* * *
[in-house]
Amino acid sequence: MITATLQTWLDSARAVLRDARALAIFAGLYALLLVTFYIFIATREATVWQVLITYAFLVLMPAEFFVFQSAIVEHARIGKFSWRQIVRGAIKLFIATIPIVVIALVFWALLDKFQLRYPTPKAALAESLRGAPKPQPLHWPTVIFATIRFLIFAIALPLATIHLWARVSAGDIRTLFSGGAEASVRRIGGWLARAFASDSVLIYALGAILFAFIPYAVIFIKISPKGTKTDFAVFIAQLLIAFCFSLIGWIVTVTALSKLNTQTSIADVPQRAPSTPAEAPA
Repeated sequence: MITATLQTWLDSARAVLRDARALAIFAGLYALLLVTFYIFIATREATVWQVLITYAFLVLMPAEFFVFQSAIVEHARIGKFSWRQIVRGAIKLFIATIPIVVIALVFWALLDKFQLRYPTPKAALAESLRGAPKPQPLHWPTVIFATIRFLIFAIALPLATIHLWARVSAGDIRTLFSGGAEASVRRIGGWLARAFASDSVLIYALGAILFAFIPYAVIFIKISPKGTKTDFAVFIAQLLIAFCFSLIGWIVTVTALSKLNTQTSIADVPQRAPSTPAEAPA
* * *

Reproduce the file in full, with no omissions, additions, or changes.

[in-house]
Amino acid sequence: MITATLQTWLDSARAVLRDARALAIFAGLYALLLVTFYIFIATREATVWQVLITYAFLVLMPAEFFVFQSAIVEHARIGKFSWRQIVRGAIKLFIATIPIVVIALVFWALLDKFQLRYPTPKAALAESLRGAPKPQPLHWPTVIFATIRFLIFAIALPLATIHLWARVSAGDIRTLFSGGAEASVRRIGGWLARAFASDSVLIYALGAILFAFIPYAVIFIKISPKGTKTDFAVFIAQLLIAFCFSLIGWIVTVTALSKLNTQTSIADVPQRAPSTPAEAPA
Repeated sequence: MITATLQTWLDSARAVLRDARALAIFAGLYALLLVTFYIFIATREATVWQVLITYAFLVLMPAEFFVFQSAIVEHARIGKFSWRQIVRGAIKLFIATIPIVVIALVFWALLDKFQLRYPTPKAALAESLRGAPKPQPLHWPTVIFATIRFLIFAIALPLATIHLWARVSAGDIRTLFSGGAEASVRRIGGWLARAFASDSVLIYALGAILFAFIPYAVIFIKISPKGTKTDFAVFIAQLLIAFCFSLIGWIVTVTALSKLNTQTSIADVPQRAPSTPAEAPA